Military members return to America and often times that is where the real struggle begins. Our Veterans spend months and sometimes years in mission-focused, tight-knit groups with a common goal and common struggle. Essentially, while in uniform, they have community and purpose among their team, possibly for the first time in their lives, and it is an amazing feeling. When they return, our modern society does not seem to be structured in a way to allow these thriving warriors to assimilate and continue to thrive once they return. Often, it is the exact opposite. Sebastian Junger’s, “Tribe”, does an excellent job explaining this phenomenon and it’s a quick read. I highly recommend it.
The key takeaway I got from Junger is thanking a veteran, allowing her to board a flight before general boarding, displaying an “I Support the Troops” bumper sticker, and highlighting their sacrifices at football games are great gestures; however, they may further ostracize Veterans who should instead be welcomed back to a productive society as equals, not as celebrities or targets of pity. By minimizing our interactions with Veterans in such a manner, while we are trying to show appreciation, we are at the same time telling them they are part of a different circle than our own, but we find their circle impressive nevertheless. Ask a wartime Veteran who has been home for a while what she or he misses most about the military or deployments, and you might hear camaraderie, a common goal and brotherhood as key terms in the conversation. Our Veterans often say they did not serve the country, but they served each other. Why? As Junger puts it, “It makes absolutely no sense to make sacrifices for a group that, itself, isn’t willing to make sacrifices for you.” So, they served for each other and that is what complicates coming home so greatly. Veterans needs are not met by coming home to a society that embraces singletons rather than tribe.
What do Veterans need most? Jobs and community, which instills purpose. Thanking a Veteran is not going to help them prove to America they are more than just a Veteran. Jobs and community provide Veterans an open invitation to continue service as contributing members of society and, in many cases, provide society a massive benefit in the incredible leaders we find in our communities’ Veterans. As a society, it is our responsibility to not only open the door for them, but to invite them in. Modern society today is not set up to easily allow this, thus we have to get out of our comfort zones and make a conscious effort to create an inclusive community.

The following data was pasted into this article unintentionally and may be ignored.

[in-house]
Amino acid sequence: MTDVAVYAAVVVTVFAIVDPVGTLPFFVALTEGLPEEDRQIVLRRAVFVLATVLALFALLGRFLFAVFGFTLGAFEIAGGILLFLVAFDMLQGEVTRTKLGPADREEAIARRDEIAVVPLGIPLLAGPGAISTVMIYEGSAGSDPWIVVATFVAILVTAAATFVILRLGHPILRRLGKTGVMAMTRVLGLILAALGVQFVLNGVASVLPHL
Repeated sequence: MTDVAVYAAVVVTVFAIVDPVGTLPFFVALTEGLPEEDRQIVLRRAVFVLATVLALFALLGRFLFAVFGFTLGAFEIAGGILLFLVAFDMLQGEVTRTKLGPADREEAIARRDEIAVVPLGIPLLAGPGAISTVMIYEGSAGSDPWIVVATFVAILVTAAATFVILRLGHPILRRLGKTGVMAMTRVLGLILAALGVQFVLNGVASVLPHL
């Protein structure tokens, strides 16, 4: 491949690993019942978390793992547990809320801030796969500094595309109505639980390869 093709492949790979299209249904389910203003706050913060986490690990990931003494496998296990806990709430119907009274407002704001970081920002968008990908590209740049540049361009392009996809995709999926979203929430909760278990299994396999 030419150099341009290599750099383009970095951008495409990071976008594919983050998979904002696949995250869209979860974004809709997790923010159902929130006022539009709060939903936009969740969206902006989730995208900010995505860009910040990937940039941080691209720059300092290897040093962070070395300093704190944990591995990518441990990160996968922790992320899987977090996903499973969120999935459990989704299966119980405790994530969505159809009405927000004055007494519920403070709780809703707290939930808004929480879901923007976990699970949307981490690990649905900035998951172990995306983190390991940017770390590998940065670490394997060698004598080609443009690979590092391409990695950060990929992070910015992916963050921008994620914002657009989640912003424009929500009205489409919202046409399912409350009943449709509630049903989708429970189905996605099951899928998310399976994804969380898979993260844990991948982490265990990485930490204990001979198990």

If you really want to thank a Veteran, find a way to incorporate them into a growing society. Help their future rather than thanking them for yesterday. How do you do that? Meaningful, productive and impactful jobs.
If you don’t have the capacity to hire Veterans, maybe you are not a hiring manager at your company or you don’t own your own business, seek out Veteran-owned businesses or businesses that hire Veterans when shopping for services you would be seeking anyway. There are thousands of Veteran-owned businesses. Consider your landscapers, lawn service, Realtors, cleaning services, child care providers, general contractors, local ice cream shop, anything. . . Make an effort to seek out a Veteran-owned business and provide an actual opportunity to one of our most deserving societal contributors.
Realtors are a great example, and it is not because I am a Veteran and a Realtor. There are thousands of Veteran Realtors across the nation who have the core military values instilled in they psyche, which they bring to bear in their real estate dealings. As such, their clients benefit greatly through a Veteran’s drive for service and success.
Everyone needs a roof over their heads. When it is time for you to buy or sell a house, seek out a Veteran Realtor. You’re going to hire one regardless, so hire one who has proven they are committed to service, as they once did in the military. Allow them to continue serving your needs by facilitating your home sale. You will be amazed at the difference a mission-focused, excellence driven Veteran makes when it comes to complicated real estate transactions and your goals.
As a Realtor, I can tell you first-hand the gratification one feels knowing they did the best they could do in making sure someone else either bought or sold the highest priced anything they will likely ever deal with in life, their home. As a Veteran, integrity is extremely important to me. Every Veteran on my team operates within our core values’ construct, Excellence, Loyalty and Integrity. They are priceless values, and we did not adopt those values by going to real estate school. Those were ingrained in our psyche over many years starting when they shaved our heads and handed us our combat boots. These are the values you end up hiring when you hire a Veteran Realtor.
If you are a Veteran or know a Veteran who is seeking their purpose in a community, please get in touch with us or put us in touch with the Veteran you know. If they are interested in a real estate career or even just want to talk with someone about transitioning to a purposeful civilian life, I would be honored to have a cup of coffee with them.
If you are ready to discuss the sale or purchase of your home, seriously consider a Veteran Realtor. If you don’t know one, again, reach out to us, we will connect you.